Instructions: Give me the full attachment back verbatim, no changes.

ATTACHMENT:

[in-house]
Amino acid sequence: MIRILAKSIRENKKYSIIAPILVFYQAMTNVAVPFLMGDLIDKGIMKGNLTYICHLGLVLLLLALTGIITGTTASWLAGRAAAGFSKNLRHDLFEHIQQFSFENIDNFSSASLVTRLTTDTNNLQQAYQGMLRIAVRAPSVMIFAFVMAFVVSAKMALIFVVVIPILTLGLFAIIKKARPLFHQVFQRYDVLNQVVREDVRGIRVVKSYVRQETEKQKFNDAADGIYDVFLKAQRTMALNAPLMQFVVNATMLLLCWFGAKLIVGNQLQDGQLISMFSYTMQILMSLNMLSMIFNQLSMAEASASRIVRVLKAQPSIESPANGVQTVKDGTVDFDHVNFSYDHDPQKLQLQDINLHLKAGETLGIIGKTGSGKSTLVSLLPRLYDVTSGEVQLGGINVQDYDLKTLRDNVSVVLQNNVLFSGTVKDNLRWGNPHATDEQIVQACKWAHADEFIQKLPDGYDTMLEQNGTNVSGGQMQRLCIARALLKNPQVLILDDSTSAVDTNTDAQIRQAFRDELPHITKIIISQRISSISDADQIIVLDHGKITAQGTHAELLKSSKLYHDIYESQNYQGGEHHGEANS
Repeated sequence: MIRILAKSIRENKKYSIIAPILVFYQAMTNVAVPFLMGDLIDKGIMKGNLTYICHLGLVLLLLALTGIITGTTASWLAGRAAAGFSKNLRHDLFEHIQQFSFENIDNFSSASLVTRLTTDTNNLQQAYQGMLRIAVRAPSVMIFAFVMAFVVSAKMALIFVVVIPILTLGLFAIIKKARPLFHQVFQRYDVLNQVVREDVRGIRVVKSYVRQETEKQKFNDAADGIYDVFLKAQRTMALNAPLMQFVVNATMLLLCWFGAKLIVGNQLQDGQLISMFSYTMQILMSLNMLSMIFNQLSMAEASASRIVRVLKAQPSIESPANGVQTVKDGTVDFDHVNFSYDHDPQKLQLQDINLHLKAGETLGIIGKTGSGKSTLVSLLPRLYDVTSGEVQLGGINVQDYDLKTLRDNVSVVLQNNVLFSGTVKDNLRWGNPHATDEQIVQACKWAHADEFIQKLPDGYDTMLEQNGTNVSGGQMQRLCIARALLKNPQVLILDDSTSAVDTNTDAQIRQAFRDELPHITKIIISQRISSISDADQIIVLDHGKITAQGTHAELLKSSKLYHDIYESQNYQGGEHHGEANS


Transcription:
[in-house]
Amino acid sequence: MIRILAKSIRENKKYSIIAPILVFYQAMTNVAVPFLMGDLIDKGIMKGNLTYICHLGLVLLLLALTGIITGTTASWLAGRAAAGFSKNLRHDLFEHIQQFSFENIDNFSSASLVTRLTTDTNNLQQAYQGMLRIAVRAPSVMIFAFVMAFVVSAKMALIFVVVIPILTLGLFAIIKKARPLFHQVFQRYDVLNQVVREDVRGIRVVKSYVRQETEKQKFNDAADGIYDVFLKAQRTMALNAPLMQFVVNATMLLLCWFGAKLIVGNQLQDGQLISMFSYTMQILMSLNMLSMIFNQLSMAEASASRIVRVLKAQPSIESPANGVQTVKDGTVDFDHVNFSYDHDPQKLQLQDINLHLKAGETLGIIGKTGSGKSTLVSLLPRLYDVTSGEVQLGGINVQDYDLKTLRDNVSVVLQNNVLFSGTVKDNLRWGNPHATDEQIVQACKWAHADEFIQKLPDGYDTMLEQNGTNVSGGQMQRLCIARALLKNPQVLILDDSTSAVDTNTDAQIRQAFRDELPHITKIIISQRISSISDADQIIVLDHGKITAQGTHAELLKSSKLYHDIYESQNYQGGEHHGEANS
Repeated sequence: MIRILAKSIRENKKYSIIAPILVFYQAMTNVAVPFLMGDLIDKGIMKGNLTYICHLGLVLLLLALTGIITGTTASWLAGRAAAGFSKNLRHDLFEHIQQFSFENIDNFSSASLVTRLTTDTNNLQQAYQGMLRIAVRAPSVMIFAFVMAFVVSAKMALIFVVVIPILTLGLFAIIKKARPLFHQVFQRYDVLNQVVREDVRGIRVVKSYVRQETEKQKFNDAADGIYDVFLKAQRTMALNAPLMQFVVNATMLLLCWFGAKLIVGNQLQDGQLISMFSYTMQILMSLNMLSMIFNQLSMAEASASRIVRVLKAQPSIESPANGVQTVKDGTVDFDHVNFSYDHDPQKLQLQDINLHLKAGETLGIIGKTGSGKSTLVSLLPRLYDVTSGEVQLGGINVQDYDLKTLRDNVSVVLQNNVLFSGTVKDNLRWGNPHATDEQIVQACKWAHADEFIQKLPDGYDTMLEQNGTNVSGGQMQRLCIARALLKNPQVLILDDSTSAVDTNTDAQIRQAFRDELPHITKIIISQRISSISDADQIIVLDHGKITAQGTHAELLKSSKLYHDIYESQNYQGGEHHGEANS